Sunday, September 30, 2018
Good Shepherd Lutheran Church
Mark 9:38-50 & Numbers 11:4-29
Our faith as Christians is not an individual endeavor, but one that is done in community. That’s why we all gather this morning to praise and worship God. We come together to hear God’s word for this journey of faith that we are on together as the body of Christ. Lutherans believe that God’s word is both law and gospel; it convicts us of those things for which we need to repent, and promises us God’s grace to begin anew. We start out as individuals, but through our baptism we are united with the entire Christian community around the world. Yet, we don’t always remember that. It’s easy to fall into the temptation of believing it’s only about us individually, or as an individual congregation, or even a select group. If left unchecked, God’s mission is quickly replaced by the congregation’s mission, or an individual’s mission or goal. It’s not something that happens just today, but since humans first started interacting with one another. Our Scripture readings from both the Old and New Testaments give us two such accounts.
In the reading from the book of Numbers we hear about Eldad and Medad, two men in the camp who unlike the other elders still prophesied through the gift of the Holy Spirit. Right away Joshua told Moses to stop them. Instead, Moses replied, “Would that all the LORD’s people were prophets, and that the LORD would put his spirit on them!” God called Moses to care for the people of Israel, yet after a while it was too much for Moses to do all on his one. So when Moses prayed, God heard him and seventy elders were filled with God’s Holy Spirit for a particular situation. Yet Eldad and Medad were still prophesying God’s word to the people. Instead of being thankful, Moses called them out for being jealous.
Moses wasn’t the only one. When John told Jesus that he and the other disciples saw someone casting out demons in Jesus’ name and said they tried to stop that person, Jesus also replied not to stop him. Jesus then went even further than Moses in calling them out. He said not to be a stumbling block to those on The Way, to those who believed. He even exaggerated to the point of saying if your hand causes you to stumble, cut it off. If your foot causes you to stumble, cut it off. If your eye causes you to stumble, cut it out. Harsh words for sure. No one could ever accuse Jesus of being subtle, but he had no time to waste. He had to get them to cut it out, to cut that kind of thinking out of their minds and out of their hearts. He didn’t want them to lose sight of the mission – God’s mission – not theirs.
Instead of a stumbling block, Jesus wanted them – and us – to be a source of healing – a healing block, of salt to be precise. Salt is pretty significant in the ancient Mediterranean society where Jesus lived. It was a precious commodity. Living so close to the Dead Sea put them in touch with a great supply of it. The Dead Sea has a salinity of 33.7 per cent, which is almost 10 times saltier than ordinary seawater. Salt was used to flavor food and preserve it. It was used for medicinal purposed. It was used as “salary” because Roman soldiers were often paid in salt rations. It was that important. And salt was used to seal covenants with God and one another. Lev. 2:13 says, “You shall not omit from your grain offerings the salt of the covenant with your God; with all your offerings you shall offer salt.” Salt therefore was a purifying agent and made things clean and holy. Salt sealed covenants. It was life-giving.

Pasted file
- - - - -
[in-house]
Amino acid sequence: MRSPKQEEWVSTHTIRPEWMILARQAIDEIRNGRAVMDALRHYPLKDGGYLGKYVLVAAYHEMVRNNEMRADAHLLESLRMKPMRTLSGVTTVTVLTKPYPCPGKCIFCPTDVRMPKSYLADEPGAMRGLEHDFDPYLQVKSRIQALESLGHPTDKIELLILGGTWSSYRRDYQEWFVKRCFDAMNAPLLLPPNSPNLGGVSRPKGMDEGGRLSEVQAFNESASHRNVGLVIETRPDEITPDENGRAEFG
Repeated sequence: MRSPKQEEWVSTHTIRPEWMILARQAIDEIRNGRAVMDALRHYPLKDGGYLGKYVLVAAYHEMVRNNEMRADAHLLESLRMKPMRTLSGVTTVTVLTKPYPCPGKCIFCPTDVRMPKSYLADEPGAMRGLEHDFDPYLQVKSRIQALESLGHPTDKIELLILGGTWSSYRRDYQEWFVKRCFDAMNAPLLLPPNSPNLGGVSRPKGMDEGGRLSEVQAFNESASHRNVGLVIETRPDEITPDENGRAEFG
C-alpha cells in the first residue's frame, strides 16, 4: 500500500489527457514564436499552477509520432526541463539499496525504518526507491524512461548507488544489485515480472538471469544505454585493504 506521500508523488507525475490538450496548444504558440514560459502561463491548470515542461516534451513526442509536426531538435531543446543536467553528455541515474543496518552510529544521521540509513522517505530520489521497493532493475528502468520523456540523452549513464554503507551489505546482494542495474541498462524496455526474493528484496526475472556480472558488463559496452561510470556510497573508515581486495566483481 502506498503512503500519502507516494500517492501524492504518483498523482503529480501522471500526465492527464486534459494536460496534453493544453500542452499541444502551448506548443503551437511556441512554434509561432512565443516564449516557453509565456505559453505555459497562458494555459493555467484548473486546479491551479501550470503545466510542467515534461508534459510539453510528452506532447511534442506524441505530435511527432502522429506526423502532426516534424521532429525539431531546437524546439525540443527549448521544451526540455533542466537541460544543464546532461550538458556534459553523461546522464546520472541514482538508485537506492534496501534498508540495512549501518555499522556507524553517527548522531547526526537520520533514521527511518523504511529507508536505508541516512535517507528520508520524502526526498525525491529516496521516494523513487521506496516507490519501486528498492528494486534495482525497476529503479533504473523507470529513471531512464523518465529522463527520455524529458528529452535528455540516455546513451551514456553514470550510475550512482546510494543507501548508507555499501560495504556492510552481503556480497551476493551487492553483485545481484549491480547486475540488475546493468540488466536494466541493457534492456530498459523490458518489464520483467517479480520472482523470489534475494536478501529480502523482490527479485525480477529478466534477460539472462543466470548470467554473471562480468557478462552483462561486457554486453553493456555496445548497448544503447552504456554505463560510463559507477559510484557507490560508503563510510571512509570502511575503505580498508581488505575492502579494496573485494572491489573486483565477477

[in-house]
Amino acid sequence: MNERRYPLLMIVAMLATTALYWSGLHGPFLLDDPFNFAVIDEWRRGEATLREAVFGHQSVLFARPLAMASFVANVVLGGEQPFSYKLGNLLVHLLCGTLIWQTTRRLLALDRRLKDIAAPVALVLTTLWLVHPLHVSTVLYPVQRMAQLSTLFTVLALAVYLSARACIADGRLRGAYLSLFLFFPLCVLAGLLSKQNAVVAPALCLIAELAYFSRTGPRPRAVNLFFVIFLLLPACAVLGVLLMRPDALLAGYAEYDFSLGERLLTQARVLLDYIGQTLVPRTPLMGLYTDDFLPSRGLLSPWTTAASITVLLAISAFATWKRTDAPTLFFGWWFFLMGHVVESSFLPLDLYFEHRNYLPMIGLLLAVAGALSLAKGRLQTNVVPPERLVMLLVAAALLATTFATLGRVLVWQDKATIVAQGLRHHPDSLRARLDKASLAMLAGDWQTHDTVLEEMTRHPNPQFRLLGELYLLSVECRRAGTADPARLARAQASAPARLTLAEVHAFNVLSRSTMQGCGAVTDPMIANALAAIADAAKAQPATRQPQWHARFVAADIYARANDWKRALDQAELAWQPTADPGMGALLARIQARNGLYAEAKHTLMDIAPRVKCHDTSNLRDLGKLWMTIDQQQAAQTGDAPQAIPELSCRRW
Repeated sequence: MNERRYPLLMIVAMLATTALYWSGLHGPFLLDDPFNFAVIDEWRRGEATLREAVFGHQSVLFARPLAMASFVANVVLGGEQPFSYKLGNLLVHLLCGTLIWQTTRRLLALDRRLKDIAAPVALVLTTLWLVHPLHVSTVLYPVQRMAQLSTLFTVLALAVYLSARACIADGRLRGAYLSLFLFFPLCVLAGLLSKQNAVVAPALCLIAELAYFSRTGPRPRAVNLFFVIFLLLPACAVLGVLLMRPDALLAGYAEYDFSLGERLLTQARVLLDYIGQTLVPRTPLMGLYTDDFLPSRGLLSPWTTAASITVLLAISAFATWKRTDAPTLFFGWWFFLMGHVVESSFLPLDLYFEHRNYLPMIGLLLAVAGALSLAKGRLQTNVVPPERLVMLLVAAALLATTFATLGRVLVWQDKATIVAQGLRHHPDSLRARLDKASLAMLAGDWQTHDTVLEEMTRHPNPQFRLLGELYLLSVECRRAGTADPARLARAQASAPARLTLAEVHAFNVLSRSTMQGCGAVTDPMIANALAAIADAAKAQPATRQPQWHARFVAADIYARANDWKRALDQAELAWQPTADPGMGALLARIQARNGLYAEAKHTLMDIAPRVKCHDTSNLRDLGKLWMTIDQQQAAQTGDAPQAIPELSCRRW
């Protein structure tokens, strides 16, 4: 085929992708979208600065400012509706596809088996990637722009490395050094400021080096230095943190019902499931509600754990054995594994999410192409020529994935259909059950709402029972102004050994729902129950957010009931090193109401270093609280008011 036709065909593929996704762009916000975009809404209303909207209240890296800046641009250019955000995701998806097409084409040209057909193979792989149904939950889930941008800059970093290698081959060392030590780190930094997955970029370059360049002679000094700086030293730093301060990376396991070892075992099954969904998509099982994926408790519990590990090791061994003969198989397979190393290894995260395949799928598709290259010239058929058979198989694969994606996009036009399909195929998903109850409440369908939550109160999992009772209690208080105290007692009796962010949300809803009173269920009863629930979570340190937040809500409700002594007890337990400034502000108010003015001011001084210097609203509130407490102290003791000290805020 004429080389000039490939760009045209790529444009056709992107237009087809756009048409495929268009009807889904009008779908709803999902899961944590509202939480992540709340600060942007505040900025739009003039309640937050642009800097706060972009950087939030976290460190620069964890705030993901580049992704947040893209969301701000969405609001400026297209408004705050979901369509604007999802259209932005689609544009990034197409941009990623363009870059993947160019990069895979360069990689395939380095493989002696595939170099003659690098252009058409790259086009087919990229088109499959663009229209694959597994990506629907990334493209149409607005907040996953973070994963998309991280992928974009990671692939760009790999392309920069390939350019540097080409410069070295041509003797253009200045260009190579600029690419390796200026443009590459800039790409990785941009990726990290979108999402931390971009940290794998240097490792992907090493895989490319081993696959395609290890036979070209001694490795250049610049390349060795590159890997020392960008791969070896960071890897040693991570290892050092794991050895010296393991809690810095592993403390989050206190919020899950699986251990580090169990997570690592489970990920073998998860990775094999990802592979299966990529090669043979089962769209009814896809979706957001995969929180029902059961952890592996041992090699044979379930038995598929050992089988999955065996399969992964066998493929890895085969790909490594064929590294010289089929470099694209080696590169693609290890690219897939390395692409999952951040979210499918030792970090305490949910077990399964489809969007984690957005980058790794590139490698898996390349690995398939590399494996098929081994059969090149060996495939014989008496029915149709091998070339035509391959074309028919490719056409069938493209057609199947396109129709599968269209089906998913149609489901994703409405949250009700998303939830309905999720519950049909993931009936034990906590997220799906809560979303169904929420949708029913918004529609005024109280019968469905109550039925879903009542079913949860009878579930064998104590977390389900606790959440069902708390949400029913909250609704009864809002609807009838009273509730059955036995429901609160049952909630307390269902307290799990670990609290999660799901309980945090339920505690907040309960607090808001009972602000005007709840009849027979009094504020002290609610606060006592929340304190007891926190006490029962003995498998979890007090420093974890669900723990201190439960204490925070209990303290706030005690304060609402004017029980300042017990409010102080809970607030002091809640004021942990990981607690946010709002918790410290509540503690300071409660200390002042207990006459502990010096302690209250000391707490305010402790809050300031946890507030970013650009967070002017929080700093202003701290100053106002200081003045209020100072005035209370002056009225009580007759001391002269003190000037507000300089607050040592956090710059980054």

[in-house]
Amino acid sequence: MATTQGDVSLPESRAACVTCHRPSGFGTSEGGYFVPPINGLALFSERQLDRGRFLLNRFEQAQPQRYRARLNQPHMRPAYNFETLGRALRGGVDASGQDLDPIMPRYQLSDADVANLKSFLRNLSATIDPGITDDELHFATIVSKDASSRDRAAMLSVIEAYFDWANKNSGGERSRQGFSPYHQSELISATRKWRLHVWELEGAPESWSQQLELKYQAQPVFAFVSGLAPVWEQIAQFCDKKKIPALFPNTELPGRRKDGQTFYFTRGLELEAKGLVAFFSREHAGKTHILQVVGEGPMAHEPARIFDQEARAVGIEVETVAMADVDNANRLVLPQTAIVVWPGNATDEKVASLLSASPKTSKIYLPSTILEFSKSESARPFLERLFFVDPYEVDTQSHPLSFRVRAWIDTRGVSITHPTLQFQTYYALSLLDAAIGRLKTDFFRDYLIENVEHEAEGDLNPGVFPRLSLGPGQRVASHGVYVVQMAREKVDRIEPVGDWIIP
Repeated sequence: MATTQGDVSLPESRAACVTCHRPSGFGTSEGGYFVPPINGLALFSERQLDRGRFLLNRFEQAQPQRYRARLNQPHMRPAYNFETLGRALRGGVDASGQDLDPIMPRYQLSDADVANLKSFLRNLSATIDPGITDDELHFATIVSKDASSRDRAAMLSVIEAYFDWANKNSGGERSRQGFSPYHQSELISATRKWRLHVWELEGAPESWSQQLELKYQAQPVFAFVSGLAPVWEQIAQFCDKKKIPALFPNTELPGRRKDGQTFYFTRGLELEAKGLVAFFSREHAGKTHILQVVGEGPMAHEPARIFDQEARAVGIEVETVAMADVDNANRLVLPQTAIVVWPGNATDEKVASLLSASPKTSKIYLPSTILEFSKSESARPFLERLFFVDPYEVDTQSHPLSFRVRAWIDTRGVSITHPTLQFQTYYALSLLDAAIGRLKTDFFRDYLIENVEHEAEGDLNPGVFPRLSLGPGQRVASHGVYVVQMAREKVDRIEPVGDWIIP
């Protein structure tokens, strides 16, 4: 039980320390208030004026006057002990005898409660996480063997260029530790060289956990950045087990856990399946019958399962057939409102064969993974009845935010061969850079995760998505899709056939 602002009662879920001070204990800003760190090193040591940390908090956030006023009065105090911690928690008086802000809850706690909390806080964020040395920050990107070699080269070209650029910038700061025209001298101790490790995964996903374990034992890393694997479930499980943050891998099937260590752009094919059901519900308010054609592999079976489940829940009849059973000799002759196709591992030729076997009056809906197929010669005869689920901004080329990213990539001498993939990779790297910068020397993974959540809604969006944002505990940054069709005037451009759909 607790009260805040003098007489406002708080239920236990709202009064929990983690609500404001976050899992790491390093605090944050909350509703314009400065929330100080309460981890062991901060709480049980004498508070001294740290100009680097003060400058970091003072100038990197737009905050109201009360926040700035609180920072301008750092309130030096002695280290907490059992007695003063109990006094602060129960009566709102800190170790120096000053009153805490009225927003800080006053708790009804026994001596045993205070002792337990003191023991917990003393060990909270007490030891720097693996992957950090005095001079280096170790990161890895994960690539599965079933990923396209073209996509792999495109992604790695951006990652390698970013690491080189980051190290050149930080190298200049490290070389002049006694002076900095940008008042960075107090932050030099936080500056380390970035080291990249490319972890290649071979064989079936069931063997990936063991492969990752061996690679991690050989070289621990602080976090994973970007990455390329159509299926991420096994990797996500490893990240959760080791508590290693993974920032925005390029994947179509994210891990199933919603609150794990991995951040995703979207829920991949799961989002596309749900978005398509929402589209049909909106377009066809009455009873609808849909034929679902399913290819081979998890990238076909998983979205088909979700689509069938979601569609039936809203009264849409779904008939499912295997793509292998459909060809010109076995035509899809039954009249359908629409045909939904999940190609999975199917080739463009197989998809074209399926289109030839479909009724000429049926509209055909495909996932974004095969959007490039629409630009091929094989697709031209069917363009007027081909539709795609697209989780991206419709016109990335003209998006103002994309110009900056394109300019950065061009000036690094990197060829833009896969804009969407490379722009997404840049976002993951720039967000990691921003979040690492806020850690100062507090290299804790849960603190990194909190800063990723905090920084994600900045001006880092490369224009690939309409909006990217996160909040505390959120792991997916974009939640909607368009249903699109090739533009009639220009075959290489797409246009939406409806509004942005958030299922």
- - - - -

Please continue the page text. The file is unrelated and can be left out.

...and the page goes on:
Today you can buy block of salt to cook on to improve the flavor of food. Salt reduces bitterness. It helps bread to rise. It’s a critical ingredient in ice cream. And salt has medicinal implications as well. Himalayan salt rocks give off positive ions in the air to improve emotional health and breathing. More and more studies are finding that a diet that is too low in salt is almost worse than a high salt diet. Salt allows the nerves in our body to send and receive electrical impulses. It makes our brain work. It supports every cell in our bodies and is needed for the healthy functioning of our heart, for strong muscles, for absorption of critical minerals. Salt is essential for life.
When Jesus says to have salt in ourselves it’s a serious matter because what Jesus is saying is that we have within us what is essential for life. We have within us what it is that seals covenants. We have within us the gift of the Holy Spirit. We were sealed with that covenant from God in our baptism not for ourselves, but for the good of the whole people of God. Our journey of faith is not an individual one. We are called to carry the burdens of our neighbors, to really listen to each other, to believe them when they are hurting, to ease their pain if possible, and to lift them up not tear them down. Our journey of faith is not a race individually to the top, but a collective journey to grow and love along the way. God gave us all different gifts and by being our authentic selves we best show the wideness and vastness of God’s love and mercy.
Are we a stumbling block in the way of someone’s journey of faith, or are we a block of healing in The Way, following Jesus? May the God of grace and glory grant us wisdom and courage. And may the love and light of Christ will flow through each of us as freely as salt, and the mercy and compassion of Christ flavor the lives of each person we encounter. “Have salt in yourselves, and be at peace with one another.” Amen.